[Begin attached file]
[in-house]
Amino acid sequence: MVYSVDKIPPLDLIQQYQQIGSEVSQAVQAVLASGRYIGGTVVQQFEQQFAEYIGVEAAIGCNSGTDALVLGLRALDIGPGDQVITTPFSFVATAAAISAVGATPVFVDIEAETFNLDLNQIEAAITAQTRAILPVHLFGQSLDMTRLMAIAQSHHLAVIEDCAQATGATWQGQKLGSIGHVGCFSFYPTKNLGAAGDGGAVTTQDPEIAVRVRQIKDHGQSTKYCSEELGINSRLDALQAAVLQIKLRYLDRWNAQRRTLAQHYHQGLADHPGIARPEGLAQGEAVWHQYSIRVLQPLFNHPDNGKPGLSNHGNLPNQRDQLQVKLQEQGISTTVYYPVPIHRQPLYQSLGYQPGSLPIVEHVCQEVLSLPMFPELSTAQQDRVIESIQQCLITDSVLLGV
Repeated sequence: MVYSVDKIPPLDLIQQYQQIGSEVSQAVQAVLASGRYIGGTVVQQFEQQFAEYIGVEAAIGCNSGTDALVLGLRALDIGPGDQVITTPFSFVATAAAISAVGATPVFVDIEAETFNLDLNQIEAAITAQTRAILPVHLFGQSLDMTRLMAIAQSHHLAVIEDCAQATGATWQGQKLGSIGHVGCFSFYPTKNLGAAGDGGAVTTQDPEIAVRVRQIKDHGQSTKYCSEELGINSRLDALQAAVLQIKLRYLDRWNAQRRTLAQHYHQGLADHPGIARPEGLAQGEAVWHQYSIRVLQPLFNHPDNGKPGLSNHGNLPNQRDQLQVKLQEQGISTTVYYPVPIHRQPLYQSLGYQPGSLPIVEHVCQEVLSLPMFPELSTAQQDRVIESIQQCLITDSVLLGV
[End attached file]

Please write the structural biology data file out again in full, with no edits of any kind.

[in-house]
Amino acid sequence: MVYSVDKIPPLDLIQQYQQIGSEVSQAVQAVLASGRYIGGTVVQQFEQQFAEYIGVEAAIGCNSGTDALVLGLRALDIGPGDQVITTPFSFVATAAAISAVGATPVFVDIEAETFNLDLNQIEAAITAQTRAILPVHLFGQSLDMTRLMAIAQSHHLAVIEDCAQATGATWQGQKLGSIGHVGCFSFYPTKNLGAAGDGGAVTTQDPEIAVRVRQIKDHGQSTKYCSEELGINSRLDALQAAVLQIKLRYLDRWNAQRRTLAQHYHQGLADHPGIARPEGLAQGEAVWHQYSIRVLQPLFNHPDNGKPGLSNHGNLPNQRDQLQVKLQEQGISTTVYYPVPIHRQPLYQSLGYQPGSLPIVEHVCQEVLSLPMFPELSTAQQDRVIESIQQCLITDSVLLGV
Repeated sequence: MVYSVDKIPPLDLIQQYQQIGSEVSQAVQAVLASGRYIGGTVVQQFEQQFAEYIGVEAAIGCNSGTDALVLGLRALDIGPGDQVITTPFSFVATAAAISAVGATPVFVDIEAETFNLDLNQIEAAITAQTRAILPVHLFGQSLDMTRLMAIAQSHHLAVIEDCAQATGATWQGQKLGSIGHVGCFSFYPTKNLGAAGDGGAVTTQDPEIAVRVRQIKDHGQSTKYCSEELGINSRLDALQAAVLQIKLRYLDRWNAQRRTLAQHYHQGLADHPGIARPEGLAQGEAVWHQYSIRVLQPLFNHPDNGKPGLSNHGNLPNQRDQLQVKLQEQGISTTVYYPVPIHRQPLYQSLGYQPGSLPIVEHVCQEVLSLPMFPELSTAQQDRVIESIQQCLITDSVLLGV